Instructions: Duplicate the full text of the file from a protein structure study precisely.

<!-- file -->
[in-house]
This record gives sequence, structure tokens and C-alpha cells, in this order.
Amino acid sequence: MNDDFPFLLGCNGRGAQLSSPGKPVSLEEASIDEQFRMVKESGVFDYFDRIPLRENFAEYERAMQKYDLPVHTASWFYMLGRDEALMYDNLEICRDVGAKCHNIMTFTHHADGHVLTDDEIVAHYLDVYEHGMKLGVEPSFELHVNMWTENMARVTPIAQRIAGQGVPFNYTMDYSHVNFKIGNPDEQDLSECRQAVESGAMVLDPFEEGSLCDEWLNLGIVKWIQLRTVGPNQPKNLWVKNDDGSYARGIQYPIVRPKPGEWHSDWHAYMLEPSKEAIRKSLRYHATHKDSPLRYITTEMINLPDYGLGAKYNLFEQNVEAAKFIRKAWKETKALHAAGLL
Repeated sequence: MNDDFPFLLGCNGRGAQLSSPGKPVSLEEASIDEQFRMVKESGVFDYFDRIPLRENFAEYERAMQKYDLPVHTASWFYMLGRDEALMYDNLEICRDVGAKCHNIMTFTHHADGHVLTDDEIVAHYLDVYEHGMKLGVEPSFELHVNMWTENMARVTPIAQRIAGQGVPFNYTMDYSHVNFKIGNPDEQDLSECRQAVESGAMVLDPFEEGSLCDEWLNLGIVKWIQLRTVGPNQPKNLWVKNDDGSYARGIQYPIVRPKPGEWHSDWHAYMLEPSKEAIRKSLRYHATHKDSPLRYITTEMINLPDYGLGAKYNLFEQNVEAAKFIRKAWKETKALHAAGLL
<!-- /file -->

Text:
[in-house]
This record gives sequence, structure tokens and C-alpha cells, in this order.
Amino acid sequence: MNDDFPFLLGCNGRGAQLSSPGKPVSLEEASIDEQFRMVKESGVFDYFDRIPLRENFAEYERAMQKYDLPVHTASWFYMLGRDEALMYDNLEICRDVGAKCHNIMTFTHHADGHVLTDDEIVAHYLDVYEHGMKLGVEPSFELHVNMWTENMARVTPIAQRIAGQGVPFNYTMDYSHVNFKIGNPDEQDLSECRQAVESGAMVLDPFEEGSLCDEWLNLGIVKWIQLRTVGPNQPKNLWVKNDDGSYARGIQYPIVRPKPGEWHSDWHAYMLEPSKEAIRKSLRYHATHKDSPLRYITTEMINLPDYGLGAKYNLFEQNVEAAKFIRKAWKETKALHAAGLL
Repeated sequence: MNDDFPFLLGCNGRGAQLSSPGKPVSLEEASIDEQFRMVKESGVFDYFDRIPLRENFAEYERAMQKYDLPVHTASWFYMLGRDEALMYDNLEICRDVGAKCHNIMTFTHHADGHVLTDDEIVAHYLDVYEHGMKLGVEPSFELHVNMWTENMARVTPIAQRIAGQGVPFNYTMDYSHVNFKIGNPDEQDLSECRQAVESGAMVLDPFEEGSLCDEWLNLGIVKWIQLRTVGPNQPKNLWVKNDDGSYARGIQYPIVRPKPGEWHSDWHAYMLEPSKEAIRKSLRYHATHKDSPLRYITTEMINLPDYGLGAKYNLFEQNVEAAKFIRKAWKETKALHAAGLL